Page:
“As Jesus and his disciples were on their way, he came to a village where a woman named Martha opened her home to him.” Luke 10:38
Lately, I’ve been thinking a lot about the topic of discipleship. Actually, for the past 10 years, the Spirit has been gently nudging me down this path of discovery about how lives are transformed in Christ, through the work of His Spirit living in us. Yet, I think I have often made it too difficult for most of us to even see ourselves as disciples, let alone seriously engage in “discipleship-making” as a local church. We know Jesus’ last command to his disciples in Matthew’s gospel was to “go and make disciples,” yet we have trouble seeing ourselves in that role. Oh, sure, if we had been those original disciples who were lucky enough to follow Jesus around for three years, living in close proximity, sharing meals, laughing, crying, working, praying together, then we would know how it works! With our busy lives today, spending much of our time coming and going, busily rushing from one place to the next, we scarcely can even imagine where we might find the time to seriously become disciples ourselves, let alone go out and make disciples of others. Yet, the example Jesus leaves for us to follow in Scripture is found in just such lives as ours today: while Jesus called His followers from “regular” jobs as fishermen, carpenters, mothers, and tax collectors, it was not primarily in their professional occupations where spiritual growth and formation occurred. Their true selves were formed in the intimate encounters that became the relationships they had with Jesus Himself. And, if we as Jesus followers want to “go and do likewise,” we must discover and utilize the places and spaces in our everyday lives where intimate relationships are nurtured and strengthened.
In her book, The Gospel Comes with a House Key, author Rosaria Butterfield tells her own story of how God drew a “radical, committed unbeliever to Himself. It wasn’t by taking her to an evangelistic rally; or, since she had her doctorate in literature, using something in print. No, God used an invitation to dinner in a modest home, from a humble couple who lived out the gospel daily, simply, and authentically.” Butterworth uses her own story to encourage us to use this same “radical, ordinary hospitality” to bring the gospel to our lost friends and neighbors. In Luke’s gospel the story of Mary and Martha gives us many lessons we could extract and use to make discipleship more ethereal and geared to scholars, or to the wealthy, as the family of Lazarus, Martha and Mary seemed to be. However, what we cannot miss is that powerful testimony to what one writer has labeled “domestic spirituality.” It is this testimony that “the life of discipleship is lived with Jesus around the kitchen table and in the holy, ordinary rhythms of everyday life.” And this, dear sisters and brothers of Pilgrim, is something all of us can do, no matter our personal background, no matter our biblical knowledge, no matter our materials goods or lack thereof. The one thing it does require is courage and trust because many of us are terrified of what awaits us in these intimate spaces. What might God want to teach us and show us in that space? What if He wants to do something really profound in each and every one of us? Are we willing to walk into that path?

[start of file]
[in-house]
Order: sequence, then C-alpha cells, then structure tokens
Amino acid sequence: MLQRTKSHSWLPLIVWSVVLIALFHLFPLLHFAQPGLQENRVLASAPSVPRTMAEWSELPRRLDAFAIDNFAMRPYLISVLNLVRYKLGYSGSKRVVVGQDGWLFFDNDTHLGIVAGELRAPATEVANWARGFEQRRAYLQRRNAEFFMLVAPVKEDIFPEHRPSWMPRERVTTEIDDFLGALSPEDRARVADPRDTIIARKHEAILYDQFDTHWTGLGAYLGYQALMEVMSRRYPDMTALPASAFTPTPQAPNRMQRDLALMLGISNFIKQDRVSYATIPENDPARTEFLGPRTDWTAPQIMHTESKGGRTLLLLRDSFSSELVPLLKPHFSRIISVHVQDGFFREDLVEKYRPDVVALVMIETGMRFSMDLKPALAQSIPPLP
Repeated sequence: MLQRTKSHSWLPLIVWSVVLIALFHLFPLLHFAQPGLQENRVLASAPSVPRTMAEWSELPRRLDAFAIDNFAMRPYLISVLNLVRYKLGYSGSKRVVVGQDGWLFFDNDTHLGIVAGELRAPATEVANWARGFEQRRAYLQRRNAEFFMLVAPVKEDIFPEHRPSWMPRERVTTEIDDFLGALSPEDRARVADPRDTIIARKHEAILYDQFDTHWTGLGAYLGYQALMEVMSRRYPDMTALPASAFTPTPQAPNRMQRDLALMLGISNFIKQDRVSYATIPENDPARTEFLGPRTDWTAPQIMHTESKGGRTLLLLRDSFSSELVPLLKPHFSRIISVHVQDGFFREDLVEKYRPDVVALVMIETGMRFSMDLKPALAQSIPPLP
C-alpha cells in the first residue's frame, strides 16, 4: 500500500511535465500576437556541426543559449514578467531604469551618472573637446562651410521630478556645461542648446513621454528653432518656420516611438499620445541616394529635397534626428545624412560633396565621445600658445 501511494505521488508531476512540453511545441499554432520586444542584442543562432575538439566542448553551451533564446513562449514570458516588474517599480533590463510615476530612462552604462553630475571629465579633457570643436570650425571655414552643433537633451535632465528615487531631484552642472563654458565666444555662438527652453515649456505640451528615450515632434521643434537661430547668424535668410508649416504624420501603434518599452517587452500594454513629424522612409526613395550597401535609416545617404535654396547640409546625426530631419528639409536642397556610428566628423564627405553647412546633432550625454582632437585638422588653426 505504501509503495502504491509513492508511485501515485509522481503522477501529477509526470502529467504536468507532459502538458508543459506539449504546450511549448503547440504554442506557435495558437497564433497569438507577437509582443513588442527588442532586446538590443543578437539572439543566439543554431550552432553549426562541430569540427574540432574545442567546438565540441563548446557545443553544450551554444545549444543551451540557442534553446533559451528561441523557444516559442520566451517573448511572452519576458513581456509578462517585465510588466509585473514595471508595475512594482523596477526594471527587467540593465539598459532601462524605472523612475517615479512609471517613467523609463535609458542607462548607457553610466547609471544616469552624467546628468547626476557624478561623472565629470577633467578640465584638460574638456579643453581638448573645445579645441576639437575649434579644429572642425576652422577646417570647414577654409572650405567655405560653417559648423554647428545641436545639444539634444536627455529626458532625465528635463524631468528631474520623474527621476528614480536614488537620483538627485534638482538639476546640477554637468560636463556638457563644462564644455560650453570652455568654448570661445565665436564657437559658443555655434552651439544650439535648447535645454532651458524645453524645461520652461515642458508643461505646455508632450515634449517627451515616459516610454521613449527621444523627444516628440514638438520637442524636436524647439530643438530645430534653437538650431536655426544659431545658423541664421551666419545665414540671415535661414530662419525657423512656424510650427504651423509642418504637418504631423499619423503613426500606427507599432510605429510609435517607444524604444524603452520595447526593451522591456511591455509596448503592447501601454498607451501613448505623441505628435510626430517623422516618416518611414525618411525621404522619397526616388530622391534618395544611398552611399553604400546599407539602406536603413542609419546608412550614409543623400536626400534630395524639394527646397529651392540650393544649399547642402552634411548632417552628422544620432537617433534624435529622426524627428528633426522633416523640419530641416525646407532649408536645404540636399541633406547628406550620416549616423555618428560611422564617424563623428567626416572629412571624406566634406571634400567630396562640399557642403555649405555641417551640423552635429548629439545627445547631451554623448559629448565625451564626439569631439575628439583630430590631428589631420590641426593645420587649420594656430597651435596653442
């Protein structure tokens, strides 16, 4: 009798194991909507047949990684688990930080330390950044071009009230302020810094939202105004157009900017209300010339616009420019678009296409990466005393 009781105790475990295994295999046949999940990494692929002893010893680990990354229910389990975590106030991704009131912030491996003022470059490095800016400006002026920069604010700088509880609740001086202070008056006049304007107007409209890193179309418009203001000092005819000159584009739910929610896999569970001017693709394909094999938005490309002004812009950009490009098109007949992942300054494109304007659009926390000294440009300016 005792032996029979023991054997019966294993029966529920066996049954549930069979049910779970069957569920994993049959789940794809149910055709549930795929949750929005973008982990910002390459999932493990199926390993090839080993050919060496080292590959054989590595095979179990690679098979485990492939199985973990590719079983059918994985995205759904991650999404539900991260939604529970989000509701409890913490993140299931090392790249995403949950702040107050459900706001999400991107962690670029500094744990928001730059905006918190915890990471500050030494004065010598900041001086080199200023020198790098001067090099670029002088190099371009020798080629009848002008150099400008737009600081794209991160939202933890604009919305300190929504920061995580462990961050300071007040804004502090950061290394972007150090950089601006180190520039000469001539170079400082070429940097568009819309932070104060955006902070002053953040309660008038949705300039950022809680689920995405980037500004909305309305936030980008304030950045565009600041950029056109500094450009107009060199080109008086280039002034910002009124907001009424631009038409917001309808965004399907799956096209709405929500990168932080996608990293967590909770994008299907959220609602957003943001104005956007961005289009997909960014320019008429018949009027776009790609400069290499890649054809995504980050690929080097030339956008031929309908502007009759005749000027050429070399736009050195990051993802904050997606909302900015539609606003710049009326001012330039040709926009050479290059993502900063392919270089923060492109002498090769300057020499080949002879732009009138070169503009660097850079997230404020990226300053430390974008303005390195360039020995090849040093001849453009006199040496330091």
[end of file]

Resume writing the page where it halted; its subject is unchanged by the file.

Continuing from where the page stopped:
At one of our first Congregational Life Committee meetings, Carol Dahoney asked us to go around the table and tell whether we self-identify as a “Mary” or a “Martha.” The overwhelming majority confessed, sadly, to identifying with Martha who, as we know all know, was chided by Jesus as being “distracted and worried about many things” while her sister Mary “had chosen what is better, and which would not be taken away from her.” However, one writer, Tripp Prince, points out that it is easy to miss the fact that “Martha began with a bold step of faithful discipleship: she invited Jesus into the intimacy of her home. It meant that she was willing to allow Jesus into her most personal and private spaces, giving Him access to the parts of her life that she was tempted to hide and keep in the dark.” Are we willing to do the same?
Discipleship involves living authentic lives before others; it is not pretending that we have it all together. It is living in close relationship honestly that allows us to proclaim the good that God has done in our lives, and is continuing to do in our lives “until Christ be formed in us.” It is realizing that God is not simply seeing and affirming everything about us, leaving us just as we are. It most often includes God tenderly opening up the wounded places in our hearts, inviting us to bring our shame and sin into the light and allowing Him to heal and restore us. And it is leading others to do the same.
Susie Pike, elder
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